It was during a gunline patrol the BRILLIANT and GLASGOW came under attack from two waves of Skyhawks. During the raid BRILLIANT fired Seawolf missiles and claimed three aircraft , but some managed to penetrate the defences and release bombs narrowly missing both ships. Glasgow did receive an unexploded bomb to the dismay of the CLARK/McKay  team who had landed for tea only to find themselves involved in a damage control evolution. On the night of May 15 both crews took part in a raid on an Argentinian supply ship alongside in Fox Bay settlement. It was the intention to drop a ‘Homemade’ bomb with a short delay fuse from one Lynx whilst the second aircraft prepared for a Skua attack if the vessel had moved to the more open water’s of the bay. This helo would also act as a decoy to cover the escape of the first Lynx from the defended Port. 344 (BRYANT/BUTLER) armed with Skua and 342 (CLARK/ McKay) with the SHERMAN BOMB (named after the diving officer, inventor of the bomb) carried out the raid, after some outstanding night formation flying to reach Fox Bay . 341 detached to a holding position outside the harbour whilst 342 approached the settlement from inland. Within sight of the target and preparing to fuse the bomb 342 came under heavy AA fire and abandoned the mission eluding the barrage and adding support to the notion that the enemy could not shoot straight.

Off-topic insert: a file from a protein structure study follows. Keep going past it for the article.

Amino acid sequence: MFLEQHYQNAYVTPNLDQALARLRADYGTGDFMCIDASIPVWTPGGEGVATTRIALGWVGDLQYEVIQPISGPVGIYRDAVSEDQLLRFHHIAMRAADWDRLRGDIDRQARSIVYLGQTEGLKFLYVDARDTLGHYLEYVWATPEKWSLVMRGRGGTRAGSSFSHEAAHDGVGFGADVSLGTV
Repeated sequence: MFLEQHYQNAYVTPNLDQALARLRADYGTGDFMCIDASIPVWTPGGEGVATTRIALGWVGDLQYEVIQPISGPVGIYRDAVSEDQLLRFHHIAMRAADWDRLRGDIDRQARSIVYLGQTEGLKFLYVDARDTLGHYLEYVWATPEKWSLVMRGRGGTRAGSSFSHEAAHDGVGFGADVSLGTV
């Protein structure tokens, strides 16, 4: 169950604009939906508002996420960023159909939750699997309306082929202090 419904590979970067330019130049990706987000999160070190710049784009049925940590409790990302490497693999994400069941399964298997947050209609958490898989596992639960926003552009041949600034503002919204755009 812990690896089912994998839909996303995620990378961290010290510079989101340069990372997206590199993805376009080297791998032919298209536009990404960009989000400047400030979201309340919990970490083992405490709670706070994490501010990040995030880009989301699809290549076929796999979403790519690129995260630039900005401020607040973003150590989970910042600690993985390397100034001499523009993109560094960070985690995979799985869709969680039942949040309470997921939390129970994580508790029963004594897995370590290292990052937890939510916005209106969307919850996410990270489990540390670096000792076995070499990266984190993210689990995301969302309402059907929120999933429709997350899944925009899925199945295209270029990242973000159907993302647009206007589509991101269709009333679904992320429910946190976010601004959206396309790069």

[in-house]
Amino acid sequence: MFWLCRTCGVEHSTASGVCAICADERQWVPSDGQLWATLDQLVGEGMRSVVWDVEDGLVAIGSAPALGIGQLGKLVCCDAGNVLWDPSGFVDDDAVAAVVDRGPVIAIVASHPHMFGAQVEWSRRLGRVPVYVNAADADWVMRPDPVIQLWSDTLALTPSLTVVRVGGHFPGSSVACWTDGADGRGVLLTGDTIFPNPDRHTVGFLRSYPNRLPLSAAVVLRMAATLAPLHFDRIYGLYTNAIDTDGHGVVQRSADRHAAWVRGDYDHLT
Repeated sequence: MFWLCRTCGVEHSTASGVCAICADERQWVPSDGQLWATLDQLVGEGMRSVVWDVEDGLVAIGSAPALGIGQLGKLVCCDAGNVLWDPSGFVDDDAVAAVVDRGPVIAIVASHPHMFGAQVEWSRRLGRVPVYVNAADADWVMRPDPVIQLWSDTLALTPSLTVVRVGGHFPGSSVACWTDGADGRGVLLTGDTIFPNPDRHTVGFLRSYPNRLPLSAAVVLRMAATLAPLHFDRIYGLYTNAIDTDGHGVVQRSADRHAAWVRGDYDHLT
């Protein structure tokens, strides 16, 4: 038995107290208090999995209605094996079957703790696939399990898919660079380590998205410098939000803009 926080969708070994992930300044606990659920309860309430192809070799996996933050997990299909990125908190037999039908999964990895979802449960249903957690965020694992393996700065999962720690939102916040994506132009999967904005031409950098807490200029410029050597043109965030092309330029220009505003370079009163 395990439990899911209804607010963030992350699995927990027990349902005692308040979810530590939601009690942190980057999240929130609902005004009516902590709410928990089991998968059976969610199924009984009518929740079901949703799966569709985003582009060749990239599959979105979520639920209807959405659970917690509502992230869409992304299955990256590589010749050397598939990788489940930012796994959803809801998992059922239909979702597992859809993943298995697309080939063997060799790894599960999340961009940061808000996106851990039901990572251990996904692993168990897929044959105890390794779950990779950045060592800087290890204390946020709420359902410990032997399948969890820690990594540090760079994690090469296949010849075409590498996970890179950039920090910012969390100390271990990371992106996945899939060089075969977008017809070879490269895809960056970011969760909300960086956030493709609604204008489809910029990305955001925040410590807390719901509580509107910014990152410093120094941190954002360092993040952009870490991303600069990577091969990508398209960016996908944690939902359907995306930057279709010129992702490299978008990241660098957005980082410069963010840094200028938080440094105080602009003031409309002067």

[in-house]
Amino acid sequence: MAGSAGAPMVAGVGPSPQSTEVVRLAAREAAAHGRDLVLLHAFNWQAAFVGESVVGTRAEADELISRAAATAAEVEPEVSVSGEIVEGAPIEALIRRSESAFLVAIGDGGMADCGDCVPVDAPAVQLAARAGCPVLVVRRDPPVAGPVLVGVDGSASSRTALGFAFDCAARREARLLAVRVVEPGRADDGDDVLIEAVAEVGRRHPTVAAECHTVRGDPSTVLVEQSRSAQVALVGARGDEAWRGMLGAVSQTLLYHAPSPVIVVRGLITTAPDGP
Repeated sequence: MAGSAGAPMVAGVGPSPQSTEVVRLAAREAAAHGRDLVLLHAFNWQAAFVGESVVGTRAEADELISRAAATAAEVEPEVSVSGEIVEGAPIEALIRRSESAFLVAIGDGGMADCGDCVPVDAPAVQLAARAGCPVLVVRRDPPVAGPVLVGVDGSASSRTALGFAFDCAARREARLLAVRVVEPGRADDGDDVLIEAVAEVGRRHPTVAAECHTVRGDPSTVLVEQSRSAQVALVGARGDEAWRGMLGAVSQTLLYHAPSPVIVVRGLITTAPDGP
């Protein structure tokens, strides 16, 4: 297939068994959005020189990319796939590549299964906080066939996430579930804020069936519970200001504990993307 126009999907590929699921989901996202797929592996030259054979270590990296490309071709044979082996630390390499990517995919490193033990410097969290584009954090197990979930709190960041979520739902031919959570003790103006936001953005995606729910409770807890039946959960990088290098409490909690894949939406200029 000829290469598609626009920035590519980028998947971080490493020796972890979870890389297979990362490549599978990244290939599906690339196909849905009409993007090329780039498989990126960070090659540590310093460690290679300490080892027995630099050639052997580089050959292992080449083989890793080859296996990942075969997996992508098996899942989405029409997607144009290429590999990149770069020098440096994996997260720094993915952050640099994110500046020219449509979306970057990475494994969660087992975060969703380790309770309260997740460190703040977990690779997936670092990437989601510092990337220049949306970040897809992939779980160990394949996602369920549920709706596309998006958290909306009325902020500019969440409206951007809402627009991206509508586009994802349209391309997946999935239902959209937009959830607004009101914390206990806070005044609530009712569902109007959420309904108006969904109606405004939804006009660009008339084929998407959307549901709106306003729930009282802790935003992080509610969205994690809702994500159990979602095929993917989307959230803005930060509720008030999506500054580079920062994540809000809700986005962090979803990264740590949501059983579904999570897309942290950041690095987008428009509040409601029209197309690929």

09/05/82 (Bill)

Today Coventry and Broadsword stood off Port Stanley bombarded the Airfield to try and draw there Air force. They came bombing about 5 Mirages and 2 Hercules. The Hercules tried to land stores but disappeared when the Coventry Tid them. They did manage to shoot down a Puma Helicopter. The good news is we are taking over from Broadsword 0300 tomorrow morning only we don?t get a 42 with Sea Dart only HMS Arrow.

On the question of how long I’m going to be down here it’s an extremely dodgy situation. It now appears the Navy have requisitioned a refit boat from one of the oil companies which they are going to base alongside Ascension Island so that we will only have to go to Ascension when we need an AMP. With luck they should fly us home for a couple of weeks whilst there, but it all depends on how long this caper lasts. The PO writer is working out all our pay up to September but that doesn’t mean a lot.